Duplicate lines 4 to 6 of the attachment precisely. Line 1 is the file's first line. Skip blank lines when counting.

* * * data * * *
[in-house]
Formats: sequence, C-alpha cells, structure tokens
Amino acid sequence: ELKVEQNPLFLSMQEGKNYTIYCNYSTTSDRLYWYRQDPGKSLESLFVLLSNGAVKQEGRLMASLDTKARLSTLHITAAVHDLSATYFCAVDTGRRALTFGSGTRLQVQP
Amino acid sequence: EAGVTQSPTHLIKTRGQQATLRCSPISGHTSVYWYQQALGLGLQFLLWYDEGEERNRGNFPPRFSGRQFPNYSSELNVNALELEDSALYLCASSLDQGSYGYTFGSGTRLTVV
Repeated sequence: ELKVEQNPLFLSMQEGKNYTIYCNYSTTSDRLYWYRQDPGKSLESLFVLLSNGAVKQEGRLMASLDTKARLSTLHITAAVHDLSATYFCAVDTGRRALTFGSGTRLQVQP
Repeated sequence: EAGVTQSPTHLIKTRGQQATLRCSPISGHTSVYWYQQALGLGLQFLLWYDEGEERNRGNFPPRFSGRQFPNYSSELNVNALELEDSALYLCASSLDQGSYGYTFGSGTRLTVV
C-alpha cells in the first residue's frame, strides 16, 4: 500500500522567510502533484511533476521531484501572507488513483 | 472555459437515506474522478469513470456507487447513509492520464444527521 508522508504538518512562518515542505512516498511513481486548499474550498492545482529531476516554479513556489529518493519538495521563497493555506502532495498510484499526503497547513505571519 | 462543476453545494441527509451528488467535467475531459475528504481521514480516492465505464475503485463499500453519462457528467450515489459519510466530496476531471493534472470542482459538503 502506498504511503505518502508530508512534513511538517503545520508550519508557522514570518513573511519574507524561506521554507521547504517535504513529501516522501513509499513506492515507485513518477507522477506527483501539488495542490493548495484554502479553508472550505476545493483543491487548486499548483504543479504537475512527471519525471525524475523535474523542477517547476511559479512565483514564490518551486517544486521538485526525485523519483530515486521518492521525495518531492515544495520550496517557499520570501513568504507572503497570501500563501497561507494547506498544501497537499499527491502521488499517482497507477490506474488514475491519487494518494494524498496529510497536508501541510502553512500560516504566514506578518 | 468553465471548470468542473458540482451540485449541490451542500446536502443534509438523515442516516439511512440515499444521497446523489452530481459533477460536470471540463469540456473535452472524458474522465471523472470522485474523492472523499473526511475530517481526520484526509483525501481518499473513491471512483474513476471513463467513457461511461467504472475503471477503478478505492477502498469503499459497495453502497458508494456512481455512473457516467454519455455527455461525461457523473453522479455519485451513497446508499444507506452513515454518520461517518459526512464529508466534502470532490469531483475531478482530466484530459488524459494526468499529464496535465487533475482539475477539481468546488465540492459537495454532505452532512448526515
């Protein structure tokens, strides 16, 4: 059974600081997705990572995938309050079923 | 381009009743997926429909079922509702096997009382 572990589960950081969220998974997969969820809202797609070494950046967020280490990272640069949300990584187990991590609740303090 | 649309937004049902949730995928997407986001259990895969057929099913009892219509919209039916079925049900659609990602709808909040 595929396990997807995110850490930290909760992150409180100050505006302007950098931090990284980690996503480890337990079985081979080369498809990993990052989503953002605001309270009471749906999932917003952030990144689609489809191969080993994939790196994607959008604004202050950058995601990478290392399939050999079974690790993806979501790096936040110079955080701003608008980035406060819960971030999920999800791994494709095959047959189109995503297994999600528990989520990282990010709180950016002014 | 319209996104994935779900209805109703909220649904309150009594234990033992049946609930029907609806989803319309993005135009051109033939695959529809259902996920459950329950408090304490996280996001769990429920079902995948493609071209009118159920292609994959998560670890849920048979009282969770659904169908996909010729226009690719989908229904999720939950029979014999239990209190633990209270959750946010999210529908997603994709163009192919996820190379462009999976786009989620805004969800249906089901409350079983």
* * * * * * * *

Amino acid sequence: EAGVTQSPTHLIKTRGQQATLRCSPISGHTSVYWYQQALGLGLQFLLWYDEGEERNRGNFPPRFSGRQFPNYSSELNVNALELEDSALYLCASSLDQGSYGYTFGSGTRLTVV
Repeated sequence: ELKVEQNPLFLSMQEGKNYTIYCNYSTTSDRLYWYRQDPGKSLESLFVLLSNGAVKQEGRLMASLDTKARLSTLHITAAVHDLSATYFCAVDTGRRALTFGSGTRLQVQP
Repeated sequence: EAGVTQSPTHLIKTRGQQATLRCSPISGHTSVYWYQQALGLGLQFLLWYDEGEERNRGNFPPRFSGRQFPNYSSELNVNALELEDSALYLCASSLDQGSYGYTFGSGTRLTVV